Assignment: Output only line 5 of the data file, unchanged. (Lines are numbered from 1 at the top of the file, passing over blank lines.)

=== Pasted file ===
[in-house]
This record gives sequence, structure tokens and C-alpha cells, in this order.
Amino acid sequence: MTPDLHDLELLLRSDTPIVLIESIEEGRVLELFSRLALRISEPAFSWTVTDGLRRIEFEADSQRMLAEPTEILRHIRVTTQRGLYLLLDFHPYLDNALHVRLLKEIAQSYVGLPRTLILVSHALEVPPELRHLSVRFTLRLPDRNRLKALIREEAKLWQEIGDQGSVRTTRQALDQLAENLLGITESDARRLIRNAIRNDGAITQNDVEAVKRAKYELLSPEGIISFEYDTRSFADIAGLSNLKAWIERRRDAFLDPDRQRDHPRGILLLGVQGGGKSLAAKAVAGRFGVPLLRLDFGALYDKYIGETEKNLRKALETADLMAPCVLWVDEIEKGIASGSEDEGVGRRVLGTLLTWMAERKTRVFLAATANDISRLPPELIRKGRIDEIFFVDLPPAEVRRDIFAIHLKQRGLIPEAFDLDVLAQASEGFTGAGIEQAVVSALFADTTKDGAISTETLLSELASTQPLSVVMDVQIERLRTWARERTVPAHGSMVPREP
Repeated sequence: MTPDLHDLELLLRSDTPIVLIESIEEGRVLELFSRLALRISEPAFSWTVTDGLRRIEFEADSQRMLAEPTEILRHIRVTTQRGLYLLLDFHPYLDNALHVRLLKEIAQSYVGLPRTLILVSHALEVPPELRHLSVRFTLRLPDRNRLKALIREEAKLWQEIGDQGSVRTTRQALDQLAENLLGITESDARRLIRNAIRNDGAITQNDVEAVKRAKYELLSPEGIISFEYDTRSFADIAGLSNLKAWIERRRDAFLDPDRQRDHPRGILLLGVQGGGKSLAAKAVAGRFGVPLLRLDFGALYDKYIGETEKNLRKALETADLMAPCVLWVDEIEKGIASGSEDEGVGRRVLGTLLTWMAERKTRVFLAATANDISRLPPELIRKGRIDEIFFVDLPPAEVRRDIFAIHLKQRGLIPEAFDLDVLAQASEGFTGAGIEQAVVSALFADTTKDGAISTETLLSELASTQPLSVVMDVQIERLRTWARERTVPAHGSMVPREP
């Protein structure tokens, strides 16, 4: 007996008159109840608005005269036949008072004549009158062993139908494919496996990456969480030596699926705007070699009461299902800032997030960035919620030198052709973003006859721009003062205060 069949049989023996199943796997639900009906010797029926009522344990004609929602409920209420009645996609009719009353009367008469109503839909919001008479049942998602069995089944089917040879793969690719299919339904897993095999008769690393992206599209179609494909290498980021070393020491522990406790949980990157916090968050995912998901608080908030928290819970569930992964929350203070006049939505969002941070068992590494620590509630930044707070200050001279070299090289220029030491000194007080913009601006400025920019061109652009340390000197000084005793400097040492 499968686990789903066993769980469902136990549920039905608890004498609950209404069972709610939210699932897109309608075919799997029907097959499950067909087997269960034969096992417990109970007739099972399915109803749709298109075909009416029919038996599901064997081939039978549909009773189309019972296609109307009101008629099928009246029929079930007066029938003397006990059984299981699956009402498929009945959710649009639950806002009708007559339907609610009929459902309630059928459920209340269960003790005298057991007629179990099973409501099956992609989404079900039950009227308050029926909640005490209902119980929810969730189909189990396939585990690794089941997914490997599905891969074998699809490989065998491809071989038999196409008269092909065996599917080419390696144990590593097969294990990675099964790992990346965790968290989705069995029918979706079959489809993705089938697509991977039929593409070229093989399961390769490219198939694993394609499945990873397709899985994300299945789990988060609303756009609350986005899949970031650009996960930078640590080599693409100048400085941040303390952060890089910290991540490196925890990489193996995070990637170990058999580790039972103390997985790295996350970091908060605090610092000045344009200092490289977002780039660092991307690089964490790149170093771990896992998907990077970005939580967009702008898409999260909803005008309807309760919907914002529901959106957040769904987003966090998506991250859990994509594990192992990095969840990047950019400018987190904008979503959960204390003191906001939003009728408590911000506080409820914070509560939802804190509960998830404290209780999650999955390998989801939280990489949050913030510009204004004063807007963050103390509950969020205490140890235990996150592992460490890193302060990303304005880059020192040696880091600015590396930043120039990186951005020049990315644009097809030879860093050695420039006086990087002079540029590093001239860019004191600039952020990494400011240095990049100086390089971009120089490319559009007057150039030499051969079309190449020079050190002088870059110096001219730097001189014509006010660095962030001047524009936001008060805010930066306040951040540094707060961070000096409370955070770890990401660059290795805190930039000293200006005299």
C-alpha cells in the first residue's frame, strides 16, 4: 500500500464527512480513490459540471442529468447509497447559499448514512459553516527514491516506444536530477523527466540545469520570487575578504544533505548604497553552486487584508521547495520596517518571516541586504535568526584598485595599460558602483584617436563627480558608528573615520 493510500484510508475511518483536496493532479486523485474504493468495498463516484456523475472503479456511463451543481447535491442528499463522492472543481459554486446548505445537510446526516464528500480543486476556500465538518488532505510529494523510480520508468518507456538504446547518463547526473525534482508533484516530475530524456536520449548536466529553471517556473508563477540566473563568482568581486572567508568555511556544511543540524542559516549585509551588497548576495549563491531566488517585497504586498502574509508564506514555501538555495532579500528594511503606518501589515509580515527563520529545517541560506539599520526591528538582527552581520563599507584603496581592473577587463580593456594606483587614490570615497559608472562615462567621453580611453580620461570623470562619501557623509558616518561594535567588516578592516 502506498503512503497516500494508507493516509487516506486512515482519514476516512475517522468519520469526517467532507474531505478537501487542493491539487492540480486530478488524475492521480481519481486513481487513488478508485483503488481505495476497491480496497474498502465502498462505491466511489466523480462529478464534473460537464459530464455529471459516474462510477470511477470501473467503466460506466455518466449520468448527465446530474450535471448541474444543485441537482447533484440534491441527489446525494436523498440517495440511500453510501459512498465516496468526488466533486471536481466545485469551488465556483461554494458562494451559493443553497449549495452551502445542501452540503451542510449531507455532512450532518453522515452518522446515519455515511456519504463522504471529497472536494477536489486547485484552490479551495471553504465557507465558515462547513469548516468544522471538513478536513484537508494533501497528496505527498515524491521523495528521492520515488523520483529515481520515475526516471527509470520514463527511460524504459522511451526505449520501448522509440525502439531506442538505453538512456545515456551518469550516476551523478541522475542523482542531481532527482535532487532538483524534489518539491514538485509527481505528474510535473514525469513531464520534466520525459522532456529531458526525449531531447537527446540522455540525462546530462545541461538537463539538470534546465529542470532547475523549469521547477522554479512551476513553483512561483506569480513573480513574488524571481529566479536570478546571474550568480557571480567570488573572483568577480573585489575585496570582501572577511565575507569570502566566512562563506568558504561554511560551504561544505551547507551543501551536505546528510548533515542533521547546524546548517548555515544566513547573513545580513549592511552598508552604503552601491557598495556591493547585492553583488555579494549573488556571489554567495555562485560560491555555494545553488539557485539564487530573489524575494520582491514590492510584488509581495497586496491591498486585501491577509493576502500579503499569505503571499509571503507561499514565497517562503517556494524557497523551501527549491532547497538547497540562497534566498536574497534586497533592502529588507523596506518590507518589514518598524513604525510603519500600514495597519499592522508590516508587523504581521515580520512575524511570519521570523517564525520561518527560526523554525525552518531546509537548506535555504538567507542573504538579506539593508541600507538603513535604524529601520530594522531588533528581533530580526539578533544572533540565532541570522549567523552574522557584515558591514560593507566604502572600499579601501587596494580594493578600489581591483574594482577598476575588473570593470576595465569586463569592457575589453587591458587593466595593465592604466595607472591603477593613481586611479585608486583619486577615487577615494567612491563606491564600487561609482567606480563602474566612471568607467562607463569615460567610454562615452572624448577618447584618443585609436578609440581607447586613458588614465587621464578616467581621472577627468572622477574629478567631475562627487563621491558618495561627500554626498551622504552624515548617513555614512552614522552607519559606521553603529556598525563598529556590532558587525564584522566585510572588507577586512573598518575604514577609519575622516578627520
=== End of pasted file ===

């Protein structure tokens, strides 16, 4: 007996008159109840608005005269036949008072004549009158062993139908494919496996990456969480030596699926705007070699009461299902800032997030960035919620030198052709973003006859721009003062205060 069949049989023996199943796997639900009906010797029926009522344990004609929602409920209420009645996609009719009353009367008469109503839909919001008479049942998602069995089944089917040879793969690719299919339904897993095999008769690393992206599209179609494909290498980021070393020491522990406790949980990157916090968050995912998901608080908030928290819970569930992964929350203070006049939505969002941070068992590494620590509630930044707070200050001279070299090289220029030491000194007080913009601006400025920019061109652009340390000197000084005793400097040492 499968686990789903066993769980469902136990549920039905608890004498609950209404069972709610939210699932897109309608075919799997029907097959499950067909087997269960034969096992417990109970007739099972399915109803749709298109075909009416029919038996599901064997081939039978549909009773189309019972296609109307009101008629099928009246029929079930007066029938003397006990059984299981699956009402498929009945959710649009639950806002009708007559339907609610009929459902309630059928459920209340269960003790005298057991007629179990099973409501099956992609989404079900039950009227308050029926909640005490209902119980929810969730189909189990396939585990690794089941997914490997599905891969074998699809490989065998491809071989038999196409008269092909065996599917080419390696144990590593097969294990990675099964790992990346965790968290989705069995029918979706079959489809993705089938697509991977039929593409070229093989399961390769490219198939694993394609499945990873397709899985994300299945789990988060609303756009609350986005899949970031650009996960930078640590080599693409100048400085941040303390952060890089910290991540490196925890990489193996995070990637170990058999580790039972103390997985790295996350970091908060605090610092000045344009200092490289977002780039660092991307690089964490790149170093771990896992998907990077970005939580967009702008898409999260909803005008309807309760919907914002529901959106957040769904987003966090998506991250859990994509594990192992990095969840990047950019400018987190904008979503959960204390003191906001939003009728408590911000506080409820914070509560939802804190509960998830404290209780999650999955390998989801939280990489949050913030510009204004004063807007963050103390509950969020205490140890235990996150592992460490890193302060990303304005880059020192040696880091600015590396930043120039990186951005020049990315644009097809030879860093050695420039006086990087002079540029590093001239860019004191600039952020990494400011240095990049100086390089971009120089490319559009007057150039030499051969079309190449020079050190002088870059110096001219730097001189014509006010660095962030001047524009936001008060805010930066306040951040540094707060961070000096409370955070770890990401660059290795805190930039000293200006005299």